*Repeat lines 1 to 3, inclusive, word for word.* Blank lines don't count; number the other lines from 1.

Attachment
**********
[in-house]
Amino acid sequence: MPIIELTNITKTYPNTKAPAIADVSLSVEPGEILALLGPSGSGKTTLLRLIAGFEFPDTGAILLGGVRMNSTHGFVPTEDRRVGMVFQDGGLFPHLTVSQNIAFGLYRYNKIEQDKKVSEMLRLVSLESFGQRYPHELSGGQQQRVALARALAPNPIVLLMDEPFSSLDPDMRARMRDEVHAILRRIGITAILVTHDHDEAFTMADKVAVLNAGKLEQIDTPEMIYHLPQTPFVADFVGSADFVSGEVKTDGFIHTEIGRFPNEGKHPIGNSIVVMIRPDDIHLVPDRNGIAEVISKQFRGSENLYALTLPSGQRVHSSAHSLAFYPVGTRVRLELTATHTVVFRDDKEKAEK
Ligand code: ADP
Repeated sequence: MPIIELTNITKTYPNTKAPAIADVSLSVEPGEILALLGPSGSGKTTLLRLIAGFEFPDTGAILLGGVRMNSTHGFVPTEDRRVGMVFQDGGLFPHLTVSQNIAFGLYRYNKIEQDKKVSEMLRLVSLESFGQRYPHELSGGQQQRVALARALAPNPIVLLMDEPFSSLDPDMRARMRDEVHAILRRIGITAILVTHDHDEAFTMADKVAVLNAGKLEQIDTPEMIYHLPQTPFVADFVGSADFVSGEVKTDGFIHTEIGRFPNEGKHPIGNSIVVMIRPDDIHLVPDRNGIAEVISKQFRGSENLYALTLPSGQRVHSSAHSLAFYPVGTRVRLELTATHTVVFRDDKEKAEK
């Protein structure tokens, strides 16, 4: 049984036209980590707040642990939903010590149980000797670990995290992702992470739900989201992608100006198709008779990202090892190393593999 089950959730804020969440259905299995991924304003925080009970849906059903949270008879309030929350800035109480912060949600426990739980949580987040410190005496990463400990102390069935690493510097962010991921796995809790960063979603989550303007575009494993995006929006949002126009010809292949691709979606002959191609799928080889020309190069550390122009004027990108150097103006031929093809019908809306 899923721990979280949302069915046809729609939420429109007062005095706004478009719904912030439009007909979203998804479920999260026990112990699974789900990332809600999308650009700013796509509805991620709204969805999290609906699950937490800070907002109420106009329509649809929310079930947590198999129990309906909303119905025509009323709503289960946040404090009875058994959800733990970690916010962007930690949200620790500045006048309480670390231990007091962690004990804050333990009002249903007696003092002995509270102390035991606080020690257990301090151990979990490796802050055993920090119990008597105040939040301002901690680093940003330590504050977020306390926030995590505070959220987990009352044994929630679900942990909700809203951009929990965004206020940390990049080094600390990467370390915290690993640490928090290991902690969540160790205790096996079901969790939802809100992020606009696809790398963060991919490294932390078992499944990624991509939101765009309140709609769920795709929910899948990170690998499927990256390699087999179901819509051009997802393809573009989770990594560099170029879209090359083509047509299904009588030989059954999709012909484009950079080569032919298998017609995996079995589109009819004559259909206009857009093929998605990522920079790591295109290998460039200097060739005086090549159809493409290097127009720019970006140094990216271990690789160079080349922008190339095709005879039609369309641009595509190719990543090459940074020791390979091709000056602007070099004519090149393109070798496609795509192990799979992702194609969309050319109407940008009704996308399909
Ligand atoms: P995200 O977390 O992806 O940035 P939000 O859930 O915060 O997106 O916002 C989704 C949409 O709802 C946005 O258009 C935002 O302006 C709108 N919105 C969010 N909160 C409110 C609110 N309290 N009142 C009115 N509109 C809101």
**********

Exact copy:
[in-house]
Amino acid sequence: MPIIELTNITKTYPNTKAPAIADVSLSVEPGEILALLGPSGSGKTTLLRLIAGFEFPDTGAILLGGVRMNSTHGFVPTEDRRVGMVFQDGGLFPHLTVSQNIAFGLYRYNKIEQDKKVSEMLRLVSLESFGQRYPHELSGGQQQRVALARALAPNPIVLLMDEPFSSLDPDMRARMRDEVHAILRRIGITAILVTHDHDEAFTMADKVAVLNAGKLEQIDTPEMIYHLPQTPFVADFVGSADFVSGEVKTDGFIHTEIGRFPNEGKHPIGNSIVVMIRPDDIHLVPDRNGIAEVISKQFRGSENLYALTLPSGQRVHSSAHSLAFYPVGTRVRLELTATHTVVFRDDKEKAEK
Ligand code: ADP